The last of the great '70s sitcoms, Taxi was the creation of James L. Brooks (The Mary Tyler Moore Show, The Simpsons), and frequent MTM scribes Stan Daniels and David Davis (The Bob Newhart Show). The show was produced by brothers Glen and Les Charles, who went on to create Cheers, and executive produced by Ed Weinberger, a TV veteran going back to The Dean Martin Show who later co-created The Cosby Show. With this powerhouse of talent behind, Taxi could hardly miss.
But even the best situation comedies generally need a season or so to find their rhythm. This, more than anything else, seems to have been the cause of the relative failure of The Mary Tyler Moore Show's First Season DVD. MTM's first year was good, but also a far cry from what the show would blossom into during its second season. The same can be said of The Dick Van Dyke Show and M*A*S*H for that matter, but Taxi somehow hit the ground running, getting off to perhaps the best start of any sitcom in the history of American television. That's what is so great watching these first season DVDs: each of the first half-dozen shows is terrific, and a couple of them are classics of their type.
In achieving this Taxi lived up to its pre-premiere hype, though it never stopped struggling to find as big an audience as it deserved. Part of the problem was that for most of its run Taxi aired on ABC, a network then enjoying an enormous boost in its rating thanks to the low-brow slapstick of shows like Laverne & Shirley and Three's Company. In its last season Taxi made the rare switch to different network, NBC, but by then it was too late, and the series was cancelled for good at the end of its fifth season.
The show's premise was a clever one, opening it up to myriad story situations. At a New York taxi company, its drivers all have ambitions beyond driving cabs. Tony Banta (Tony Danza) is an aspiring boxer, Bobby Wheeler (Jeff Conaway) is a struggling actor, Elaine Nardo (Marilu Henner) wants to break into the New York art scene. For them driving a cab is a temporary vocation, a day job to pay the bills until their big break comes along. Only salt of the earth Alex Rieger (Judd Hirsch), whom everyone admires and looks up to, is honest enough to resign himself to life as a fulltime, permanent cabbie.
Alex is an archetypal '70s sitcom hero, sensitive and ethical like Hawkeye Pierce, but also everyman enough to function as a straight man for the more extreme personalities swirling around him, much as Mary Richards functioned on MTM. Like Moore, Hirsch is a terrific actor in this type of part. He's a great reactor, but also quite funny on his own, and is especially good in the show's smattering of straight drama. In the pilot, "Like Father, Like Daughter," Alex is fleetingly reunited with a daughter (Talia Balsam) he's not seen in 15 years; both actors are excellent in this superbly-written, shorthand reunion, which expresses honest emotions rare in TV drama of that time, let alone sitcoms.
The series is notable for turning cliched sitcom plots and characters on their head, creating some interesting results. The company dispatcher, Louie De Palma (Danny DeVito) is introduced as a vile, overbearing monster, yet when he first comes out of his "cage," Louie turns out to be a short (five-feet nothin'), diminutive figure. DeVito was virtually unknown to the general public when Taxi debuted, so the revelation about his size genuinely surprised audiences.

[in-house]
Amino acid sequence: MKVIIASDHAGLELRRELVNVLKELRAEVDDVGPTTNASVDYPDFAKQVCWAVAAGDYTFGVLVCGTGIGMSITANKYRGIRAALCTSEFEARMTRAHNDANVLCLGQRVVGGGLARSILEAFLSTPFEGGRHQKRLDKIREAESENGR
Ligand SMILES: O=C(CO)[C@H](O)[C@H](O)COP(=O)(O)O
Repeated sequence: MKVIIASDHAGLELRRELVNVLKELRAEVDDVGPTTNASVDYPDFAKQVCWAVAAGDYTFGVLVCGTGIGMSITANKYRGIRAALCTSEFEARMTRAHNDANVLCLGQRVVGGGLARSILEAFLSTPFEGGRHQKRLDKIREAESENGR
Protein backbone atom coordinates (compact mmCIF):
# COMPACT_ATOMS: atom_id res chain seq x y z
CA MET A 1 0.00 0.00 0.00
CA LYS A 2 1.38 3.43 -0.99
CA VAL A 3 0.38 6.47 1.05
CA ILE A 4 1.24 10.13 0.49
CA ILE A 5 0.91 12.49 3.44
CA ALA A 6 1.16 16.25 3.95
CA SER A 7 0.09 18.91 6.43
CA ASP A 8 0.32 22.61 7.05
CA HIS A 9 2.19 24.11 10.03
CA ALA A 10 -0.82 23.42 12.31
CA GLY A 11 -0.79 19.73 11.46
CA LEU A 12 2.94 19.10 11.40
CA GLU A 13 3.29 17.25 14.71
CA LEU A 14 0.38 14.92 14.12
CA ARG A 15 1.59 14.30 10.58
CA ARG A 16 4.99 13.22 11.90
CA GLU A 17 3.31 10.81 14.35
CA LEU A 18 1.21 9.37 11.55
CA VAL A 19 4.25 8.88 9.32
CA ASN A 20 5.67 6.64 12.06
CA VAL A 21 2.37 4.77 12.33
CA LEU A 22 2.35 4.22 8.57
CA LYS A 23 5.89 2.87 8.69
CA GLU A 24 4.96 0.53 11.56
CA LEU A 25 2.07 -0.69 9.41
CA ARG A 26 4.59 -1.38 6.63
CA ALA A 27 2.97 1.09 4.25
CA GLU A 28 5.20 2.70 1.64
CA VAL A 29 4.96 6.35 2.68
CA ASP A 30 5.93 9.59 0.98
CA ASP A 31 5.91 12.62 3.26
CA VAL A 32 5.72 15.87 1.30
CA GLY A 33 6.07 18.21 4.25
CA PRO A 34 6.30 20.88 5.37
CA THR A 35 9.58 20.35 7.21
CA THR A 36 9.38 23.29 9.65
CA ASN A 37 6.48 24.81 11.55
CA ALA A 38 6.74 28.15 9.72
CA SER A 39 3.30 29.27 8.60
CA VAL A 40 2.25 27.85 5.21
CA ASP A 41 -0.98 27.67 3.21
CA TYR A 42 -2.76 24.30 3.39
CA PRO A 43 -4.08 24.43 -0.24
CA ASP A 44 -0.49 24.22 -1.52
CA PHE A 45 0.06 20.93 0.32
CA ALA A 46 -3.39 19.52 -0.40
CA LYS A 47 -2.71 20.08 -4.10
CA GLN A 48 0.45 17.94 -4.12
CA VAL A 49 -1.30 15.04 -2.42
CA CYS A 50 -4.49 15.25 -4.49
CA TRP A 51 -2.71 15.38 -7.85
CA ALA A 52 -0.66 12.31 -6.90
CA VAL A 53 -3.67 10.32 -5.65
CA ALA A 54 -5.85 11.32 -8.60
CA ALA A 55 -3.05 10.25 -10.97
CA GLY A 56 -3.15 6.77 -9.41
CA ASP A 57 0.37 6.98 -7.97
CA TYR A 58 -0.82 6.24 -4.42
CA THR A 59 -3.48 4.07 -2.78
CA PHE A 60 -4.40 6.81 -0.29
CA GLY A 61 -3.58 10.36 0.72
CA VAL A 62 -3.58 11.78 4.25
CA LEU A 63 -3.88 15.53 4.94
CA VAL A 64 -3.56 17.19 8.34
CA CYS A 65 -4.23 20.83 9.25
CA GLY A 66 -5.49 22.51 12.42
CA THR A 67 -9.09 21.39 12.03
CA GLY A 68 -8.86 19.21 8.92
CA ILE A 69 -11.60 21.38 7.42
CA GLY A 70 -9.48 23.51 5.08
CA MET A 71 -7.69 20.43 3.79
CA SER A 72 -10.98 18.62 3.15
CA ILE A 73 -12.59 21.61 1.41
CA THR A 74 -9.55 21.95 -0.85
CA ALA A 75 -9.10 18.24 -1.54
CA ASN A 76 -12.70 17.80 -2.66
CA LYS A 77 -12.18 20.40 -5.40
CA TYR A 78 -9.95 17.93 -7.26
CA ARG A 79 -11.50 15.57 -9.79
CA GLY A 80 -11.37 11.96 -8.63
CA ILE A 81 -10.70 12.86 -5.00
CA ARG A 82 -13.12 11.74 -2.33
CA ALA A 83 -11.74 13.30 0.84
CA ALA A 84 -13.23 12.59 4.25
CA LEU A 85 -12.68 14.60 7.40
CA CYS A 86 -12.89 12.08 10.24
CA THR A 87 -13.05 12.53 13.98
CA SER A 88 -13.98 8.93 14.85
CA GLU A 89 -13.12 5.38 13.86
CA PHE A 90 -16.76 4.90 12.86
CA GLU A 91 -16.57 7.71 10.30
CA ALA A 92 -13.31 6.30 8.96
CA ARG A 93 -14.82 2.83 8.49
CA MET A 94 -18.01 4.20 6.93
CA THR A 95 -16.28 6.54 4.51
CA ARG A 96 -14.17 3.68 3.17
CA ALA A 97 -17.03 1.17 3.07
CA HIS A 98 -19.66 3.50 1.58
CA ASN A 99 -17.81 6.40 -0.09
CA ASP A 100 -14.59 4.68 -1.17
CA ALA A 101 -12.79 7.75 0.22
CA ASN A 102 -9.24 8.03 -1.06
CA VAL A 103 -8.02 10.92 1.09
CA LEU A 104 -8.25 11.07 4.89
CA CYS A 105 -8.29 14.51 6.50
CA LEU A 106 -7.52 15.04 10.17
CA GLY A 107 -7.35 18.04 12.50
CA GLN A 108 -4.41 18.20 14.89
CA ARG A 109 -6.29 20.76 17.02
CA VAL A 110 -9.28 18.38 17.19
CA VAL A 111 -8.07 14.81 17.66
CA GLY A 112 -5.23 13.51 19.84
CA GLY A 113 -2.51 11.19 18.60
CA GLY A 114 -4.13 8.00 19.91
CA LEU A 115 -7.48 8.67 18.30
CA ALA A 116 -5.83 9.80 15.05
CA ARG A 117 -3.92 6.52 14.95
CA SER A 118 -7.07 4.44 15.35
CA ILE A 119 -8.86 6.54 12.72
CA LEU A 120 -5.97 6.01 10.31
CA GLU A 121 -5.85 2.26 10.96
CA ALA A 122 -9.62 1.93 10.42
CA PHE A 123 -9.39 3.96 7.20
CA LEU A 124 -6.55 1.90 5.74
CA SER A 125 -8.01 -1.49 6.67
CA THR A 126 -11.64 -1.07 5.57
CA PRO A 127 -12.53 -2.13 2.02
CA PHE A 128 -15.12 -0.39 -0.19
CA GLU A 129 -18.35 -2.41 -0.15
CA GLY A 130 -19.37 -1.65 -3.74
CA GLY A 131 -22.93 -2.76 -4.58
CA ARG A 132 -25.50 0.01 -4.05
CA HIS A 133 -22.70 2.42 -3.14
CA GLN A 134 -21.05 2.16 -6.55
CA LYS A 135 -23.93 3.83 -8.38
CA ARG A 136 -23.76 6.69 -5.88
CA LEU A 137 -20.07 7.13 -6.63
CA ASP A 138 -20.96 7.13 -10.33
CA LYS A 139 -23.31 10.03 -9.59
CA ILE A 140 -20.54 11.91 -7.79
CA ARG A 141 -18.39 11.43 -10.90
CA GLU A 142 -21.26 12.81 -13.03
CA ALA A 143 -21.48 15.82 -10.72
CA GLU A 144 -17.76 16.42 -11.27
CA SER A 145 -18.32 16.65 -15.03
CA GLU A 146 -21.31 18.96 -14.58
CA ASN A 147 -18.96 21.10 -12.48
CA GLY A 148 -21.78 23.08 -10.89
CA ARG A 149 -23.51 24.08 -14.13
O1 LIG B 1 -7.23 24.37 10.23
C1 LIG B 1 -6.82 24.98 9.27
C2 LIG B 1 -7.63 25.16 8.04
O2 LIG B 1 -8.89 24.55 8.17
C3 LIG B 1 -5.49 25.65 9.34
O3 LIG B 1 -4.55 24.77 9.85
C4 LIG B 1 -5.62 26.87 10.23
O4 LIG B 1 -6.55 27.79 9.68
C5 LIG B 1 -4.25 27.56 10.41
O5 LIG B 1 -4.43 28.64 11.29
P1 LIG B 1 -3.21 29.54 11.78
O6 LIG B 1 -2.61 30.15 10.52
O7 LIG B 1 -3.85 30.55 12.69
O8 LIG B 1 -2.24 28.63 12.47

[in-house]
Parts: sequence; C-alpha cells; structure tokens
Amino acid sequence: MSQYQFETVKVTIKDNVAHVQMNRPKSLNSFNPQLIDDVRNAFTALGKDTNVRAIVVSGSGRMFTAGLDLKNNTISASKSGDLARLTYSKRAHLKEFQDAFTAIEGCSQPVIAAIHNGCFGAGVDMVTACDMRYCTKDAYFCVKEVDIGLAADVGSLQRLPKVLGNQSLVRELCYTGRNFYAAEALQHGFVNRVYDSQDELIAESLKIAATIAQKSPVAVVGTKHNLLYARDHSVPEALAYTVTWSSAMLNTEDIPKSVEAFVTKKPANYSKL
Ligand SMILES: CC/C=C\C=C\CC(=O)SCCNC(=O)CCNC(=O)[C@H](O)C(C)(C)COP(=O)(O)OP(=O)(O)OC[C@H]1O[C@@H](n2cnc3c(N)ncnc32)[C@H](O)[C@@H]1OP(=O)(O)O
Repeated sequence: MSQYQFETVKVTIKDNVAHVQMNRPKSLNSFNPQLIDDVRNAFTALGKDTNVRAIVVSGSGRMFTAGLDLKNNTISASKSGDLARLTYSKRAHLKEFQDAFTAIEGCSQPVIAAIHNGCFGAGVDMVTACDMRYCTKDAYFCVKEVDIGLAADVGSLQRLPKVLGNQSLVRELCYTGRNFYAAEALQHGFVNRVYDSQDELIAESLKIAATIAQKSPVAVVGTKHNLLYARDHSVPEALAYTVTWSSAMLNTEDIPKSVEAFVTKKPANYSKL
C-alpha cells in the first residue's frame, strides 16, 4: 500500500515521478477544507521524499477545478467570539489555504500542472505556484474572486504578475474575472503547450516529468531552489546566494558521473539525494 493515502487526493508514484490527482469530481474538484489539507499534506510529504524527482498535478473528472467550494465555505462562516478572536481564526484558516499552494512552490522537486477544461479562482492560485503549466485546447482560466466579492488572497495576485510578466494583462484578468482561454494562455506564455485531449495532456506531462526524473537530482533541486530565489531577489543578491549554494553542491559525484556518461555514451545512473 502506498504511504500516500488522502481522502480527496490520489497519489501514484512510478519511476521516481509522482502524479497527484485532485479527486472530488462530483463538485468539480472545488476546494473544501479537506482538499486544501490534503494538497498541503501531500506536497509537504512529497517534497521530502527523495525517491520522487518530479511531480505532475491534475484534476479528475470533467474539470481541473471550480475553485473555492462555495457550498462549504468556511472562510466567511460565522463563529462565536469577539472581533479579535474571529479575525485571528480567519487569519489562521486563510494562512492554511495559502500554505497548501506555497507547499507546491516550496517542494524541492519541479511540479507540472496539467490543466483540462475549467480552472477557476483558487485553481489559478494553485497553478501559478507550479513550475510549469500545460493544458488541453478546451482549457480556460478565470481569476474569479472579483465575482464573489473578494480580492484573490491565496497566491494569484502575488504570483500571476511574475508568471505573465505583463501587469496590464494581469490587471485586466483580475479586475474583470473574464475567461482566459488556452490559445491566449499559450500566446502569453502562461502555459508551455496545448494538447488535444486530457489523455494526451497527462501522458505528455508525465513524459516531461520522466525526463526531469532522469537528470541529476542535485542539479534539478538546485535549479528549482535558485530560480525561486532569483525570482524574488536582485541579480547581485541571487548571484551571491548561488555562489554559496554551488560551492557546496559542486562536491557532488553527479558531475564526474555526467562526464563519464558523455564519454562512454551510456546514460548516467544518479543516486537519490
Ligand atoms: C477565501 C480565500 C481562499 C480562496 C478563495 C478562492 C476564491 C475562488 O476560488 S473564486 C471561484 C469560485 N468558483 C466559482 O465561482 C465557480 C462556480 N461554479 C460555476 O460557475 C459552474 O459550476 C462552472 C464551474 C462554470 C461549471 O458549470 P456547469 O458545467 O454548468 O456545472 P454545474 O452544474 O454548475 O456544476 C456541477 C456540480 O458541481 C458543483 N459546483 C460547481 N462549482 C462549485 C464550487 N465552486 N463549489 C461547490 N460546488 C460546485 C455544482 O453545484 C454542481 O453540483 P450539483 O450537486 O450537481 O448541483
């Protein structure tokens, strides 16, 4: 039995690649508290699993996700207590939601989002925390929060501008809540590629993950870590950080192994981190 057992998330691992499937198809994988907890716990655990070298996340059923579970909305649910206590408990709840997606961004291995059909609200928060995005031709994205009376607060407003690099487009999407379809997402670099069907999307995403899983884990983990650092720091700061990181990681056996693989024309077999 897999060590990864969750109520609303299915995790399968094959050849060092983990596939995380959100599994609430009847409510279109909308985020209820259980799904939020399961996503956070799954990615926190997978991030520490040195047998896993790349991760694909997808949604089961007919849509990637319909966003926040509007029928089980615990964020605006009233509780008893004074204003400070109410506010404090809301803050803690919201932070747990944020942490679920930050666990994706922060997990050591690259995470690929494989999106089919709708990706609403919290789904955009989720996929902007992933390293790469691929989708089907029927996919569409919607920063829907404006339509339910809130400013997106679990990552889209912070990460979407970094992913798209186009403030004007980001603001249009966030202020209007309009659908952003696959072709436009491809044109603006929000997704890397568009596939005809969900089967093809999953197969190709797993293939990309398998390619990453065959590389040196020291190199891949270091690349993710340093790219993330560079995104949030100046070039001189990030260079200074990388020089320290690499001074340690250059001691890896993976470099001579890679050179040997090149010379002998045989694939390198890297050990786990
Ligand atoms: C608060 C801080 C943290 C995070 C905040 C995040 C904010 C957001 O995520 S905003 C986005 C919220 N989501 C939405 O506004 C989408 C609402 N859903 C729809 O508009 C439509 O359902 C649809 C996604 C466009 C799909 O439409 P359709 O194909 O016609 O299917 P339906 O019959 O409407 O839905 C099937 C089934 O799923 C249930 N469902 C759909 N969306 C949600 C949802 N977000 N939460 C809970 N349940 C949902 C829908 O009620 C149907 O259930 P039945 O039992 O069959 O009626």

In one of the best of the early episodes, "Blind Date," Alex hits it off with a telephone operator and, thinking he's made a connection, asks her out. Only Angela (Suzanne Kent) turns out to be as big as a house. She's no fat girl with a heart of gold, but a hostile, bitter woman determined to be miserable and self-destructive. As with the pilot, the brutal honesty of the writing is refreshing and unexpected, making its resolution all the more moving. (Kent would memorably return in a second season episode.)
Best of all, Taxi is a very funny, adult show. In "Come As You Aren't," high-minded Alex refuses to lie about his occupation at a high-stakes party Elaine is throwing -- until a drop-dead gorgeous blonde believes Alex's wild claims that he's a firefighter putting out oil well fires. Iconoclast comedian Andy Kaufman, as immigrant mechanic Latka Gravas, was considered Taxi's break-out star, but the comic reportedly hated playing the character (cute and lovable, if slightly deviant), and always seemed tangential, though often amusingly so, to what the show was all about. Christopher Lloyd, as fifth-dimensional Reverend Jim, is introduced in an early episode, and would become a more integral, regular part of the show in its second season.
Video & Audio
Taxi looks okay in an otherwise unimpressive transfer that's not time-compressed. This is a real bare bones title. The season's 22 episodes are spread over three discs that have no subtitle options or chapter menus -- nothing. Sadly, there are no Extra Features at all, though with its $38.99 SRP, about $1.77 an episode, that's still a pretty good bargain.
Even after its original run, Taxi didn't make much of a dent in syndication, but maybe it'll finally find new audiences on DVD, a format that offers the show perhaps its best chance at rediscovery.
On to Taxi: The Complete Second Season.
Stuart Galbraith IV is a Los Angeles and Kyoto-based film historian whose work includes The Emperor and the Wolf -- The Lives and Films of Akira Kurosawa and Toshiro Mifune. His new book, Cinema Nippon will be published by Taschen in 2005.